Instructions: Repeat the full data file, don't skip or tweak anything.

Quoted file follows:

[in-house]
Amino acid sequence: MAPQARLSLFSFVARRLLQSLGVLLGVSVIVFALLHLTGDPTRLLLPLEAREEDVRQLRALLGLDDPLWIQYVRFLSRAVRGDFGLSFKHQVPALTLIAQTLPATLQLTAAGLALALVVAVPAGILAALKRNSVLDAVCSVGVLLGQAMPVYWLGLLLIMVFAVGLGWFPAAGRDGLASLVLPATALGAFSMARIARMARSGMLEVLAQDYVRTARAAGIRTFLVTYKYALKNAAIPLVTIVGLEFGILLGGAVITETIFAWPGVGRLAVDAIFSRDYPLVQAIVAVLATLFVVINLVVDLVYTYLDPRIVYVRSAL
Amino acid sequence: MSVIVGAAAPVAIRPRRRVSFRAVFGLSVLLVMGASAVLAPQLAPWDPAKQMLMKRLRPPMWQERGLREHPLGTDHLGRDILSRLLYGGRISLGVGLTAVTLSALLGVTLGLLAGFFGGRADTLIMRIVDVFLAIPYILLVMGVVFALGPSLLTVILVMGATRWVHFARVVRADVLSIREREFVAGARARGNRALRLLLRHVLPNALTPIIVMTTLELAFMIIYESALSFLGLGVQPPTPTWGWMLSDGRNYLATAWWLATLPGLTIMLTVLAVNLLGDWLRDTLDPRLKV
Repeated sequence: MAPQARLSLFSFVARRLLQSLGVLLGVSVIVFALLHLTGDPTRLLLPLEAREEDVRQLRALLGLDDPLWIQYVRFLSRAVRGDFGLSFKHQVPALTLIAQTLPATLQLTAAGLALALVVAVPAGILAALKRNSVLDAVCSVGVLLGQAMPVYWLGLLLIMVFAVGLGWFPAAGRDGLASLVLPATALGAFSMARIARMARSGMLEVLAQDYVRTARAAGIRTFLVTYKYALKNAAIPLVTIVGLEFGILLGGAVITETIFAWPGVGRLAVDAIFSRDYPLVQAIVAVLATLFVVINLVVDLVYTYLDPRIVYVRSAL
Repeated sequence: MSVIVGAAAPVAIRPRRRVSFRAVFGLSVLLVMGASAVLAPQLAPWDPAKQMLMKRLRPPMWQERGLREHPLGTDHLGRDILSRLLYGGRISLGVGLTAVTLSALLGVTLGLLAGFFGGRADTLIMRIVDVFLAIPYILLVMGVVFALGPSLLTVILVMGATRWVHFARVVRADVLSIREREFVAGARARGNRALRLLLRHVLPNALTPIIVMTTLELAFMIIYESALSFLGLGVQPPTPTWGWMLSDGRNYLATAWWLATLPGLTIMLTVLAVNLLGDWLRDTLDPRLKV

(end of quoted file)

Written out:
[in-house]
Amino acid sequence: MAPQARLSLFSFVARRLLQSLGVLLGVSVIVFALLHLTGDPTRLLLPLEAREEDVRQLRALLGLDDPLWIQYVRFLSRAVRGDFGLSFKHQVPALTLIAQTLPATLQLTAAGLALALVVAVPAGILAALKRNSVLDAVCSVGVLLGQAMPVYWLGLLLIMVFAVGLGWFPAAGRDGLASLVLPATALGAFSMARIARMARSGMLEVLAQDYVRTARAAGIRTFLVTYKYALKNAAIPLVTIVGLEFGILLGGAVITETIFAWPGVGRLAVDAIFSRDYPLVQAIVAVLATLFVVINLVVDLVYTYLDPRIVYVRSAL
Amino acid sequence: MSVIVGAAAPVAIRPRRRVSFRAVFGLSVLLVMGASAVLAPQLAPWDPAKQMLMKRLRPPMWQERGLREHPLGTDHLGRDILSRLLYGGRISLGVGLTAVTLSALLGVTLGLLAGFFGGRADTLIMRIVDVFLAIPYILLVMGVVFALGPSLLTVILVMGATRWVHFARVVRADVLSIREREFVAGARARGNRALRLLLRHVLPNALTPIIVMTTLELAFMIIYESALSFLGLGVQPPTPTWGWMLSDGRNYLATAWWLATLPGLTIMLTVLAVNLLGDWLRDTLDPRLKV
Repeated sequence: MAPQARLSLFSFVARRLLQSLGVLLGVSVIVFALLHLTGDPTRLLLPLEAREEDVRQLRALLGLDDPLWIQYVRFLSRAVRGDFGLSFKHQVPALTLIAQTLPATLQLTAAGLALALVVAVPAGILAALKRNSVLDAVCSVGVLLGQAMPVYWLGLLLIMVFAVGLGWFPAAGRDGLASLVLPATALGAFSMARIARMARSGMLEVLAQDYVRTARAAGIRTFLVTYKYALKNAAIPLVTIVGLEFGILLGGAVITETIFAWPGVGRLAVDAIFSRDYPLVQAIVAVLATLFVVINLVVDLVYTYLDPRIVYVRSAL
Repeated sequence: MSVIVGAAAPVAIRPRRRVSFRAVFGLSVLLVMGASAVLAPQLAPWDPAKQMLMKRLRPPMWQERGLREHPLGTDHLGRDILSRLLYGGRISLGVGLTAVTLSALLGVTLGLLAGFFGGRADTLIMRIVDVFLAIPYILLVMGVVFALGPSLLTVILVMGATRWVHFARVVRADVLSIREREFVAGARARGNRALRLLLRHVLPNALTPIIVMTTLELAFMIIYESALSFLGLGVQPPTPTWGWMLSDGRNYLATAWWLATLPGLTIMLTVLAVNLLGDWLRDTLDPRLKV